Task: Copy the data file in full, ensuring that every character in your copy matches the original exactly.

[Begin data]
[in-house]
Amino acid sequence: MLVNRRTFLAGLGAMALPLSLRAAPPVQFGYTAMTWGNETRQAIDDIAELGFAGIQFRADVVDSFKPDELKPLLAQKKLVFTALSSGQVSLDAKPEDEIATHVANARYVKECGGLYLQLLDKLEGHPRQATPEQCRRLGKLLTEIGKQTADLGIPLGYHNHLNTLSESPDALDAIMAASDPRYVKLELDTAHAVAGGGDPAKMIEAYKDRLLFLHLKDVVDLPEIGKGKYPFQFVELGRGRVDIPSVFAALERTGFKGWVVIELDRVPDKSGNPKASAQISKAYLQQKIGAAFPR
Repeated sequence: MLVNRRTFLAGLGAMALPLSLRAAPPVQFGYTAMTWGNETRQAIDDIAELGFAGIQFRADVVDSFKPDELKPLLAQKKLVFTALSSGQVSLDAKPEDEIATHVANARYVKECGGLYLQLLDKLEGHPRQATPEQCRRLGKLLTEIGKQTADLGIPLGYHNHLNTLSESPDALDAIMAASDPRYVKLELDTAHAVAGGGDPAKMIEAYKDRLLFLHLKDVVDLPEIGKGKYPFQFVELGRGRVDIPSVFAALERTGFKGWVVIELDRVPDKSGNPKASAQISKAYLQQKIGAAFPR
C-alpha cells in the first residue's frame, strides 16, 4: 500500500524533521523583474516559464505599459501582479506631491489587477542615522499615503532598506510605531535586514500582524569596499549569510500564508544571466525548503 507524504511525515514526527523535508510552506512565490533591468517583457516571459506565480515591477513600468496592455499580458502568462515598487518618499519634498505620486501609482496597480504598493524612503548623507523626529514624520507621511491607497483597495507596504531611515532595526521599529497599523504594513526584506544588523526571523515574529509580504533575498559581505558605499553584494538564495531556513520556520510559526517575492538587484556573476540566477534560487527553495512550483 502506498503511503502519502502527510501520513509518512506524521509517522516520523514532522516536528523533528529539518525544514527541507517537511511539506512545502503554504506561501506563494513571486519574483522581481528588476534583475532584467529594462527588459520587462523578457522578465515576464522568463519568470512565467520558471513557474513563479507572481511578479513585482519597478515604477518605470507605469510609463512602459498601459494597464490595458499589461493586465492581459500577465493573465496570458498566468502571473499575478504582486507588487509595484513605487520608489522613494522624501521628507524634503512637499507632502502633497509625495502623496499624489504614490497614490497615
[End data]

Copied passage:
[in-house]
Amino acid sequence: MLVNRRTFLAGLGAMALPLSLRAAPPVQFGYTAMTWGNETRQAIDDIAELGFAGIQFRADVVDSFKPDELKPLLAQKKLVFTALSSGQVSLDAKPEDEIATHVANARYVKECGGLYLQLLDKLEGHPRQATPEQCRRLGKLLTEIGKQTADLGIPLGYHNHLNTLSESPDALDAIMAASDPRYVKLELDTAHAVAGGGDPAKMIEAYKDRLLFLHLKDVVDLPEIGKGKYPFQFVELGRGRVDIPSVFAALERTGFKGWVVIELDRVPDKSGNPKASAQISKAYLQQKIGAAFPR
Repeated sequence: MLVNRRTFLAGLGAMALPLSLRAAPPVQFGYTAMTWGNETRQAIDDIAELGFAGIQFRADVVDSFKPDELKPLLAQKKLVFTALSSGQVSLDAKPEDEIATHVANARYVKECGGLYLQLLDKLEGHPRQATPEQCRRLGKLLTEIGKQTADLGIPLGYHNHLNTLSESPDALDAIMAASDPRYVKLELDTAHAVAGGGDPAKMIEAYKDRLLFLHLKDVVDLPEIGKGKYPFQFVELGRGRVDIPSVFAALERTGFKGWVVIELDRVPDKSGNPKASAQISKAYLQQKIGAAFPR
C-alpha cells in the first residue's frame, strides 16, 4: 500500500524533521523583474516559464505599459501582479506631491489587477542615522499615503532598506510605531535586514500582524569596499549569510500564508544571466525548503 507524504511525515514526527523535508510552506512565490533591468517583457516571459506565480515591477513600468496592455499580458502568462515598487518618499519634498505620486501609482496597480504598493524612503548623507523626529514624520507621511491607497483597495507596504531611515532595526521599529497599523504594513526584506544588523526571523515574529509580504533575498559581505558605499553584494538564495531556513520556520510559526517575492538587484556573476540566477534560487527553495512550483 502506498503511503502519502502527510501520513509518512506524521509517522516520523514532522516536528523533528529539518525544514527541507517537511511539506512545502503554504506561501506563494513571486519574483522581481528588476534583475532584467529594462527588459520587462523578457522578465515576464522568463519568470512565467520558471513557474513563479507572481511578479513585482519597478515604477518605470507605469510609463512602459498601459494597464490595458499589461493586465492581459500577465493573465496570458498566468502571473499575478504582486507588487509595484513605487520608489522613494522624501521628507524634503512637499507632502502633497509625495502623496499624489504614490497614490497615